I don't normally pay too much attention to Justin Trudeau. He seems bright enough and hey, he wants to try and do something for his country and I respect that. And today's announcement that he's going to run in Papineau, Quebec at least eliminates the possibility of him doing something fairly stupid which was suggested in the Globe and Mail earlier the week by Aaron Spitzer, that being to run in Nunavut.
I don't talk much about politics in Nunavut and I have good reasons for that. It comes a little too close to my job and I try to keep blogging and my job as separate as possible. Plus, I've only been in Nunavut for 18 months. I have a clue about Nunavut politics, but I am far, far away from being an expert. Still, Spitzer's suggestion that Trudeau run in Nunavut in the next federal election was just so odd that I might have ignored it complete if it hadn't of run in the Globe and Mail.
Here's the thing – yes, the Liberals have won Nunavut in the last several federal elections. But I really don't think the political party made all that much difference in the vote. It was the person who ran that made all the difference. Remember, Nunavut runs on a consensus government. There are no political parties here and the political party infrastructure is kind of weak. It's rather refreshing, actually.
No, from what I've heard and read, it's more important who your family is, what connections you have and where you're located. For example, although Iqaluit is the largest community in the territory by a wide margin, a lot of the candidates in federal elections tend to come from the Kivalliq region (Rankin Inlet, Arviat, Baker Lake, etc). I couldn't tell you exactly why, but that's the way it is. I think four of the five candidates in the last federal election came from that region.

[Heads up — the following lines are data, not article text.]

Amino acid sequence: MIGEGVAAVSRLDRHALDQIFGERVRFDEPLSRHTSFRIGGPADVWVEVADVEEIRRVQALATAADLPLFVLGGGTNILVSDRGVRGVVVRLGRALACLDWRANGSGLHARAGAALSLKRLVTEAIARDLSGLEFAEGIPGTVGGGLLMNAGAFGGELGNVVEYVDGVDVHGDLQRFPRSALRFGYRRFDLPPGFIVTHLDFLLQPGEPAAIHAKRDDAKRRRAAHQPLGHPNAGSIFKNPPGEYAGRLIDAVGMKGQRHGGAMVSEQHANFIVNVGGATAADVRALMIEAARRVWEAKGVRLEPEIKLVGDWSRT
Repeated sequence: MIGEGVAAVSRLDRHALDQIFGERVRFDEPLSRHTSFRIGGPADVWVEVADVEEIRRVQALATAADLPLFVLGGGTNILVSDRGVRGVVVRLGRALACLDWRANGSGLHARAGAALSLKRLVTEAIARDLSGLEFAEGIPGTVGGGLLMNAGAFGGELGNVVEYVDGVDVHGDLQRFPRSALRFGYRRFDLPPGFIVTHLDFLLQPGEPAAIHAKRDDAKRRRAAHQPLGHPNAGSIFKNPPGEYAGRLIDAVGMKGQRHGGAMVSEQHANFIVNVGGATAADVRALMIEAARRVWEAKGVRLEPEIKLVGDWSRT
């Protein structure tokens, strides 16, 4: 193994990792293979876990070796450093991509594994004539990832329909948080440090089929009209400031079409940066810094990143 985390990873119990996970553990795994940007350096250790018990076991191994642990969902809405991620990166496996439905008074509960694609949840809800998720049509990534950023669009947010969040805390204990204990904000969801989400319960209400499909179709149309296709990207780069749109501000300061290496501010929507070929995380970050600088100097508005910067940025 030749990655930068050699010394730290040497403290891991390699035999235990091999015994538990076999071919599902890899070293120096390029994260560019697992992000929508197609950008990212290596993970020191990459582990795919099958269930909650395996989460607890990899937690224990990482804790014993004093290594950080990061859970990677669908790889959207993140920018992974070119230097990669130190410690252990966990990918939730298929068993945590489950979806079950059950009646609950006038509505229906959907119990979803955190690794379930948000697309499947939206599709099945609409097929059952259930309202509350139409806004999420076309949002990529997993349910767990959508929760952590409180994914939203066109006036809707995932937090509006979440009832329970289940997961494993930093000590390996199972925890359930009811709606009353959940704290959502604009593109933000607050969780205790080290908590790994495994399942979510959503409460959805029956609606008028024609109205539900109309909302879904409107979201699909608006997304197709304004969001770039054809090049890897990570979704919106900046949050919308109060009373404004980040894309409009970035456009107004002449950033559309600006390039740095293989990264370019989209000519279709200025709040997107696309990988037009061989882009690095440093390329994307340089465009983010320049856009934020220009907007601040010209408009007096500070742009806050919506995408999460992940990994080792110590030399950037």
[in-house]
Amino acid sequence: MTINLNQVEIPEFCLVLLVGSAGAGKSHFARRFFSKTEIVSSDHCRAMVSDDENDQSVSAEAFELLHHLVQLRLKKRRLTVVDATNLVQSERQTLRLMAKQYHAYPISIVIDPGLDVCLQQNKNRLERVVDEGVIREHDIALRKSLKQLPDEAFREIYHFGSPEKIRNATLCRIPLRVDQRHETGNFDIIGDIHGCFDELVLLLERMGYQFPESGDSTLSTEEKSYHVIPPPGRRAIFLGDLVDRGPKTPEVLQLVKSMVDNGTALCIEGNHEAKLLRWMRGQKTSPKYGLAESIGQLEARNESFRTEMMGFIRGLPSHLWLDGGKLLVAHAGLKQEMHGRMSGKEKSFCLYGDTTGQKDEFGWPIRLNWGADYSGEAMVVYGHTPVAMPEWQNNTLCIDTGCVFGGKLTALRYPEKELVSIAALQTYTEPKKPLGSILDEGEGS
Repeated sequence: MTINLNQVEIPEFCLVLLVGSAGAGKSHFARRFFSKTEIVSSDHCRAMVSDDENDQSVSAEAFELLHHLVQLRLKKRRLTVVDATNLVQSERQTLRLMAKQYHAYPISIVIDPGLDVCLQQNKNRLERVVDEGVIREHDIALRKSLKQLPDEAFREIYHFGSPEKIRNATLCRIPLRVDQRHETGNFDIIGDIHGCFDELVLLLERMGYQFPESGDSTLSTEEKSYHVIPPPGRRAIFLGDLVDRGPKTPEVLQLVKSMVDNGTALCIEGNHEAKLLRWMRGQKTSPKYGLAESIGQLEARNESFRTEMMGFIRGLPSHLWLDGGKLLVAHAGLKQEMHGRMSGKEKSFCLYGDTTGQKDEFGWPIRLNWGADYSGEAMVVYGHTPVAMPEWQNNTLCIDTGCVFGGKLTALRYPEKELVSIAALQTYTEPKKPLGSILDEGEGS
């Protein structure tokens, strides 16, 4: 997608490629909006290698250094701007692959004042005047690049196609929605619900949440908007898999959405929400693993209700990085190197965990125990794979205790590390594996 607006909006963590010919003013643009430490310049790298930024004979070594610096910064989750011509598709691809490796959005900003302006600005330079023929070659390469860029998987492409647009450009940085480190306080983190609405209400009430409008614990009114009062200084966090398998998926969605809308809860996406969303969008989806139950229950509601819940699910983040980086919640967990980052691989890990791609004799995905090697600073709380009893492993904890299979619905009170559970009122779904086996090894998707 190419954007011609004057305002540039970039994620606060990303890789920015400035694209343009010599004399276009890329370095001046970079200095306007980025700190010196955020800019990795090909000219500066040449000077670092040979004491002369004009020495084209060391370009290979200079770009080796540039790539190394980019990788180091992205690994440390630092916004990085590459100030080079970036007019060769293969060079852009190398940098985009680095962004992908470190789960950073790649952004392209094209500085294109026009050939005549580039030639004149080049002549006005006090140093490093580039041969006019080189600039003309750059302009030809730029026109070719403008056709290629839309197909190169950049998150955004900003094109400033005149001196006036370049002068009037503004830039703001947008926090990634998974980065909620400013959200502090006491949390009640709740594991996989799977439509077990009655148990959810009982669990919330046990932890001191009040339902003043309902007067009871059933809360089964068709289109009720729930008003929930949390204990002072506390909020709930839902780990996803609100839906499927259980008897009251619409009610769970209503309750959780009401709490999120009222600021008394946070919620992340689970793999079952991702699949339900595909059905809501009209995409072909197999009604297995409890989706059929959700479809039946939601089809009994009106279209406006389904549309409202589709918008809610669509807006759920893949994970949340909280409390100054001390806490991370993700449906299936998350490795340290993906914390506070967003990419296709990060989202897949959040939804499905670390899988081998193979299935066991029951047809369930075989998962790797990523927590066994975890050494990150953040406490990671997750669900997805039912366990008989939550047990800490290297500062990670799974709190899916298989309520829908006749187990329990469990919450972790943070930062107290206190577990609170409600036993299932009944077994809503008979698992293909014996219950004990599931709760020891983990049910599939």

But here's the really important thing. It's more important than political parties, regional politics or the challenges of running a campaign here (during the last election candidates spent about half their campaign budgets on simply trying to travel around the territory). Justin Trudeau is white. Eighty-five per cent of Nunavut is Inuit or, you know, not white. Many Inuit rightly feel that Ottawa is ignoring their concerns as it is so are they going to send another white male, no matter how well connected or well meaning, to Ottawa or are they going to send an Inuit?
Plus, Trudeau might be famous in southern Canada, but I suspect a lot of people in Nunavut wouldn't know or care who he is.
I realize this is a moot point because Trudeau made up his mind. But it's just one of those things that stuck me as such a patently odd suggestion that I had to comment on it. And Spitzer seems to know the North and even worked as an editor in the territory for awhile. I would have thought looking at his resume that he would know a lot more about northern politics than me. I have no idea why he would think Trudeau would even run up here, let alone suggest it's a good idea (for either Trudeau or Nunavut) or that he would have a chance.
But hey, he got published in the Globe and Mail and likely got paid for it, so he's doing better than me in that regard.